Background: In 2001, the Faculty of Medical Sciences at the Mona Campus of The University of the West Indies (UWI) introduced a restructured curriculum in keeping with advances in the philosophy of medical education.
Objectives: To explore the quality of the educational environment in the Undergraduate Medical Programme at the Mona campus of the UWI to identify areas for improvement and examine for any differences in student perception in a transitional medical curriculum.
Methods: The Dundee Ready Education Environment Measure (DREEM) was self-administered and completed anonymously during April 2004 by 278 (70%) undergraduate medical students (cohorts 2004 – 2007) registered in the Faculty of Medical Sciences, Mona Campus, Jamaica.
Results: The overall mean DREEM score was 102.80 ± 21.88 (maximum score 200; the higher the score, the more favourable the perception) and there was no significant difference by year of study. Teacher knowledge was highly rated by students but this was overshadowed by concerns about attitudes and behaviour toward students. The quality of the learning atmosphere was poorly rated with general concerns of an overcrowded curriculum, time-table issues and lack of adequate support systems to deal with student stress.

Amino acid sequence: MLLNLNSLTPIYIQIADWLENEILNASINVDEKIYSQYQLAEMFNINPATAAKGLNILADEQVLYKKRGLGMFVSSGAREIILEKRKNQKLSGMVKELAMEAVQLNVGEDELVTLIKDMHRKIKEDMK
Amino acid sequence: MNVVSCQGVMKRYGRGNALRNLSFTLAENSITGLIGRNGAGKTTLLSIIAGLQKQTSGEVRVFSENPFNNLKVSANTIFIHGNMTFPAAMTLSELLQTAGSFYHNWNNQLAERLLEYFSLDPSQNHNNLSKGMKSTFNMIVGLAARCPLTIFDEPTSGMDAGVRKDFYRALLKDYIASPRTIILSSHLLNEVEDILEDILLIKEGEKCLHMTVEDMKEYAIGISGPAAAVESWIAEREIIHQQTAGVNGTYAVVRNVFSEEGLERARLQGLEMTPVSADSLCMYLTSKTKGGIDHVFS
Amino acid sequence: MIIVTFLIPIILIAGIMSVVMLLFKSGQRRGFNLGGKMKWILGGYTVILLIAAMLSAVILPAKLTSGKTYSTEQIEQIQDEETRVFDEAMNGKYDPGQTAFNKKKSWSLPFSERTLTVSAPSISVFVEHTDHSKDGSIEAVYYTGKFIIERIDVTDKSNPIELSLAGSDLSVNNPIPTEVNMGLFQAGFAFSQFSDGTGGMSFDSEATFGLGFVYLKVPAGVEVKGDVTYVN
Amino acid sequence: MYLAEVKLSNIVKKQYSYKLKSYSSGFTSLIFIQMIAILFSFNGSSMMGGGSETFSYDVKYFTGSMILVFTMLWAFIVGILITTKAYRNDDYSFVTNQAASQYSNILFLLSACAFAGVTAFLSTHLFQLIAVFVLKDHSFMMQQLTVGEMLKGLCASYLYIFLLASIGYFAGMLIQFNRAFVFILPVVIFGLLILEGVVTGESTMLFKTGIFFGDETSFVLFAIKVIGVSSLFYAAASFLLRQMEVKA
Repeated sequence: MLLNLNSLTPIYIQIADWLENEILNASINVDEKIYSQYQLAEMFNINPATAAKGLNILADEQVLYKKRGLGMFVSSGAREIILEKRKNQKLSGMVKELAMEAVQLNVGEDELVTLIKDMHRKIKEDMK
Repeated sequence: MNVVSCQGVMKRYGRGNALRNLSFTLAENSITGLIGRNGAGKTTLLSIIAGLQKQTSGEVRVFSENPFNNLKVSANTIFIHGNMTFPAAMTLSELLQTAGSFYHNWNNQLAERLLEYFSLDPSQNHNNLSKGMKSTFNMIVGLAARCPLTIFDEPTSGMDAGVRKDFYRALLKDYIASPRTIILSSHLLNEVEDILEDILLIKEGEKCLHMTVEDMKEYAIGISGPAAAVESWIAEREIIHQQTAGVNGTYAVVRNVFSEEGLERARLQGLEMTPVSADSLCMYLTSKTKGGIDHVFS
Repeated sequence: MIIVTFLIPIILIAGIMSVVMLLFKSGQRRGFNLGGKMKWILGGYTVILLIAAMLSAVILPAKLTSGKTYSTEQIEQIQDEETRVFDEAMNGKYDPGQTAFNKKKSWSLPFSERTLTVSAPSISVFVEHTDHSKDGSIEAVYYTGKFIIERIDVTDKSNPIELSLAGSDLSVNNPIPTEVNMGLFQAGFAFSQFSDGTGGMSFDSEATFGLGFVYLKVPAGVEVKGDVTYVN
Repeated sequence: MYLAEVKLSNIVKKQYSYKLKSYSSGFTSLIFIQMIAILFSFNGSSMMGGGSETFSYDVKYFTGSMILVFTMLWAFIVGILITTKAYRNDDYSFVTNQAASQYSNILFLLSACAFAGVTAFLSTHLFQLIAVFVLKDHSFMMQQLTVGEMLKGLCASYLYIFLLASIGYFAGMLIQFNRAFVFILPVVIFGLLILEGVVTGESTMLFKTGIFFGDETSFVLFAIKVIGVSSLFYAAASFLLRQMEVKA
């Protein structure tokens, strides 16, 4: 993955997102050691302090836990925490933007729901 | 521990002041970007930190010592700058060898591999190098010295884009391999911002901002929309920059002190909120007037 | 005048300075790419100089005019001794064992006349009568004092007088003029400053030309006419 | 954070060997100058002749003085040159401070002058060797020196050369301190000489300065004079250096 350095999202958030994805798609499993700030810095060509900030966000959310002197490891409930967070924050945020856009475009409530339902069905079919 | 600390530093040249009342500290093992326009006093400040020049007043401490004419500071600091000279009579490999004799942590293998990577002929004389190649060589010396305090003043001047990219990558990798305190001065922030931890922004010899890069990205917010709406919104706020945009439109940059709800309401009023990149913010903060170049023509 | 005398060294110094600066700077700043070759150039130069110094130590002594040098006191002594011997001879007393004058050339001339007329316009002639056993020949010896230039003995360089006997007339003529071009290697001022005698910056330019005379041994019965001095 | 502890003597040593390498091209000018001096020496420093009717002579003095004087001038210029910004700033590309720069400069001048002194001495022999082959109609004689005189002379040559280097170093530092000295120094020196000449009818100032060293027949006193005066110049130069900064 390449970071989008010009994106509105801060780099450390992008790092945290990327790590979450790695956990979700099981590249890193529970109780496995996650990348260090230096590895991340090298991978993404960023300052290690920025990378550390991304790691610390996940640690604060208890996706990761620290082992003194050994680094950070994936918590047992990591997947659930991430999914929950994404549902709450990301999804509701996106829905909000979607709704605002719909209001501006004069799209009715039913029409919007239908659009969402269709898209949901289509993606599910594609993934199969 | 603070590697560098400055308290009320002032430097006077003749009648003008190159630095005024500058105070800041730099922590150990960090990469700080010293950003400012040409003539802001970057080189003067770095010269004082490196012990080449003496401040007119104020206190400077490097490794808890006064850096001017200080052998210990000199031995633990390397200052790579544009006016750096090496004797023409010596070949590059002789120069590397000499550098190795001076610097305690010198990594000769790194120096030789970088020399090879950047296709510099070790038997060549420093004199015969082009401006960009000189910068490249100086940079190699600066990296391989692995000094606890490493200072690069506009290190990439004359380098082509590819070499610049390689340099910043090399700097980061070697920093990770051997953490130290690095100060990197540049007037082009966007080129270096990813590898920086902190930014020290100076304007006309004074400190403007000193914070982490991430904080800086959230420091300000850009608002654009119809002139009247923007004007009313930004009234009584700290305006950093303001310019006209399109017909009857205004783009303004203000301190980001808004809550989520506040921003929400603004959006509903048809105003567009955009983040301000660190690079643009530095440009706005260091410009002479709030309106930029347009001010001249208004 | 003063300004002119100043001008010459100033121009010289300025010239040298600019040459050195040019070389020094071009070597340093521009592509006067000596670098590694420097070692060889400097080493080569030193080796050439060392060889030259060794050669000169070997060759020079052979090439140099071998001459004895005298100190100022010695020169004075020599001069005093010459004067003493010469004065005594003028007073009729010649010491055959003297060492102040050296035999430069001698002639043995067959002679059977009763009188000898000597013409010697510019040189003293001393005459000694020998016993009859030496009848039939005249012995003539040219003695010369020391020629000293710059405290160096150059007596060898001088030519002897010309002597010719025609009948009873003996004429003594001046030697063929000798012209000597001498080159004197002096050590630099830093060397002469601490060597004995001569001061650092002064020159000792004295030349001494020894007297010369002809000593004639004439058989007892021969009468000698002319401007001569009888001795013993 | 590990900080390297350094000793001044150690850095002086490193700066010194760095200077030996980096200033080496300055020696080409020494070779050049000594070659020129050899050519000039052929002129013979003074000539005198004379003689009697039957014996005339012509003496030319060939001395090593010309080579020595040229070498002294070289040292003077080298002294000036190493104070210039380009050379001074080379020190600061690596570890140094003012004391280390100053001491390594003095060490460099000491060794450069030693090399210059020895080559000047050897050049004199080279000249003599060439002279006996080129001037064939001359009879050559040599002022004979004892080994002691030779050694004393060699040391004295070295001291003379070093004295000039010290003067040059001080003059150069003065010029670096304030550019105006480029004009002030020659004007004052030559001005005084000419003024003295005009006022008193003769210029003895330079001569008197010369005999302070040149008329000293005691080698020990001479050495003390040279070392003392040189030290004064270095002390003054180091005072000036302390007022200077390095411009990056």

Conclusions: Curriculum managers must identify strategies to improve the student-centredness and student-friendliness of the school’s educational environment.